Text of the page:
Anthony Gormley’s work is interesting for a number of reasons. Not least, is that the conceptual foundations of his practice are rooted in eastern spirituality. Second, his oeuvre is unashamedly centered on the human body. Both are remarkable in the contemporary art world, which often eschews religion in art and which can be quick to berate figurative work for being old fashioned.
The seeds of these two defining features of Gormley’s practice were first sown in the 1970s, when he famously almost became a Buddhist monk – to the point of studying Buddhist philosophy and meditation in India.
Speaking about this time in his life, Gormley explains his decision to pursue a career in art as follows: “In the late sixties and early seventies there were a lot of Westerners around, trying to wear alternative clothing and find a different cultural context, but I did not want to escape my own history. I was more interested in bringing something into the home mix. In the end, I felt that it was my responsibility to try to come back to Britain to fulfill some kind of creative role and maybe bring what insight I had arrived at in India back into that stream of development.”
Gormley returned to the UK from India to obtain his art education. However, since relocating to England, the years of intense meditation that he underwent in the east continue to inform his work to this day, both on a physical level (Gormley often has to contort himself into uncomfortable poses for hours while his body is being cast, during which he sometimes meditates to deal with the pain) and on a metaphorical level (by using his own body and experiences as a template from which to ask questions about what it means to be alive and conscious).
Gormley’s latest solo show at the White Cube (Hoxton), Still Standing, continues with this line of enquiry. In this exhibition, a series of unique block figures populates the gallery space. Each sculpture is built up from a series of small, iron rectangles. This gives them a three-dimensional pixellated quality, as if they have been constructed from large pieces of Lego. These strange forms simultaneously depart from the human anatomy whilst retaining its basic shape. For Gormley, the rectangles map the body’s internal volume, evoking a sense of balance and imbalance – since key blocks in their visible support system have been removed, and yet, the sculptures are still sturdy enough to remain standing.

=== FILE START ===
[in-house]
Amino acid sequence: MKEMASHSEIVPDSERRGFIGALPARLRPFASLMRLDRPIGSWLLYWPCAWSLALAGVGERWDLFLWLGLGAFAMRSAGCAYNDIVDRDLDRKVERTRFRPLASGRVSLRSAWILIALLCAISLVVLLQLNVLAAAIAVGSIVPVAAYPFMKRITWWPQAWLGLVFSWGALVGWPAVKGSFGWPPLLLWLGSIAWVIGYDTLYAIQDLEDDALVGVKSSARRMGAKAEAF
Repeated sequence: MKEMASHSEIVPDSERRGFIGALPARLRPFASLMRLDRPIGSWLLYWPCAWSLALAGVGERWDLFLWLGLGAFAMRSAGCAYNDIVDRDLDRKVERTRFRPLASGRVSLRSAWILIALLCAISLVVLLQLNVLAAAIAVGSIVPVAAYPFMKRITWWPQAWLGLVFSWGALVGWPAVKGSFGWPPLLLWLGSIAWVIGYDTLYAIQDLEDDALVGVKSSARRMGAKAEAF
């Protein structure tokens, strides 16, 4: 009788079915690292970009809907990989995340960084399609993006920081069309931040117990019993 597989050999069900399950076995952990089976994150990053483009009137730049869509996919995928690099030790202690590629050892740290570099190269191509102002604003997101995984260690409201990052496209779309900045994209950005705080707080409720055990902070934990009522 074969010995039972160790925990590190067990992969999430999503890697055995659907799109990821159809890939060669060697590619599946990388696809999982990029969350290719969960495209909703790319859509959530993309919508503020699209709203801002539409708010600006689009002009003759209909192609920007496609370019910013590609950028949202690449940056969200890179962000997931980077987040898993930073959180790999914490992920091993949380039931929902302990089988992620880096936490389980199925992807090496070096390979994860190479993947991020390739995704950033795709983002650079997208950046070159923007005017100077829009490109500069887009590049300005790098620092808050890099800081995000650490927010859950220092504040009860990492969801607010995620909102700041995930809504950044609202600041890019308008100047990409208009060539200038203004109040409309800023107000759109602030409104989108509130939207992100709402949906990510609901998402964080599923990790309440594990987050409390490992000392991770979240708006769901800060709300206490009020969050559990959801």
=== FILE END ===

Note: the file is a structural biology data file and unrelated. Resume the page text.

Three of the poses in the installation represent a body at rest: standing still, lying down or curled up in a foetal position. The remaining works describe disturbed bodies in a state of tension, as if the body has been caught mid-movement in an involuntary spasm. The body-positions derive from poses done for the artist’s earlier series of work entitled ‘Ataxia’ (which began in 2007). Ataxia is a Greek word that implies a state of disequilibrium and is used in medical language to describe a state of dysfunction or a progressive loss of coordination of one’s body, attributed to severe dysfunction of the central nervous system. This sense of tension is confirmed by the works’ titles, which all describe a physical state of being: for instance, Clasp (2010), Clutch VIII (2010) or Stall (2011), actively pathetic they call upon the viewer’s empathy.
In this sense, the work on display repeats past material and is nothing new. The figures are beautifully finished and executed. Gormley’s detractors have complained in the past that he represents the “acceptable … face of contemporary art to an audience who aren’t happy with the rude stuff or the funny stuff, but would dearly like to like something.” However, criticisms aside, this exhibition continues to raise interesting questions about the nature of humankind, and man’s place in it, and we believe that the latest offering by this popular British sculptor is well worth a see.
Words: Carla Raffinetti, © Artlyst. Photo: © White Cube, 2012 **** 4 stars
Anthony Gormley – White Cube, 48 Hoxton Square, London, 13 July – 15 September 2012